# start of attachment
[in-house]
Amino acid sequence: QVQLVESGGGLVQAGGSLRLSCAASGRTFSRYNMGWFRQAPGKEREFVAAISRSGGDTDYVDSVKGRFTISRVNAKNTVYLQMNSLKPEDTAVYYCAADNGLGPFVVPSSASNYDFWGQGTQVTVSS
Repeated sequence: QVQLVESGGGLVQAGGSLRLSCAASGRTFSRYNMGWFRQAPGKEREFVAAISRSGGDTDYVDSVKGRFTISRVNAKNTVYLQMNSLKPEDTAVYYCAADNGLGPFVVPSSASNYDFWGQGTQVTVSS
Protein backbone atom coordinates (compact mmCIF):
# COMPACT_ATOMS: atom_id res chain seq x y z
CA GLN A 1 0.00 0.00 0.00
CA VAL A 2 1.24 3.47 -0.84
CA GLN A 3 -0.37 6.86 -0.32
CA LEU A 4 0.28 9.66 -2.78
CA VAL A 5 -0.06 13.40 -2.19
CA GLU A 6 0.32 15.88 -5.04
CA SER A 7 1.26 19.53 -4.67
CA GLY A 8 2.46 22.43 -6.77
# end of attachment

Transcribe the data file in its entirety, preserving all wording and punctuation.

[in-house]
Amino acid sequence: QVQLVESGGGLVQAGGSLRLSCAASGRTFSRYNMGWFRQAPGKEREFVAAISRSGGDTDYVDSVKGRFTISRVNAKNTVYLQMNSLKPEDTAVYYCAADNGLGPFVVPSSASNYDFWGQGTQVTVSS
Repeated sequence: QVQLVESGGGLVQAGGSLRLSCAASGRTFSRYNMGWFRQAPGKEREFVAAISRSGGDTDYVDSVKGRFTISRVNAKNTVYLQMNSLKPEDTAVYYCAADNGLGPFVVPSSASNYDFWGQGTQVTVSS
Protein backbone atom coordinates (compact mmCIF):
# COMPACT_ATOMS: atom_id res chain seq x y z
CA GLN A 1 0.00 0.00 0.00
CA VAL A 2 1.24 3.47 -0.84
CA GLN A 3 -0.37 6.86 -0.32
CA LEU A 4 0.28 9.66 -2.78
CA VAL A 5 -0.06 13.40 -2.19
CA GLU A 6 0.32 15.88 -5.04
CA SER A 7 1.26 19.53 -4.67
CA GLY A 8 2.46 22.43 -6.77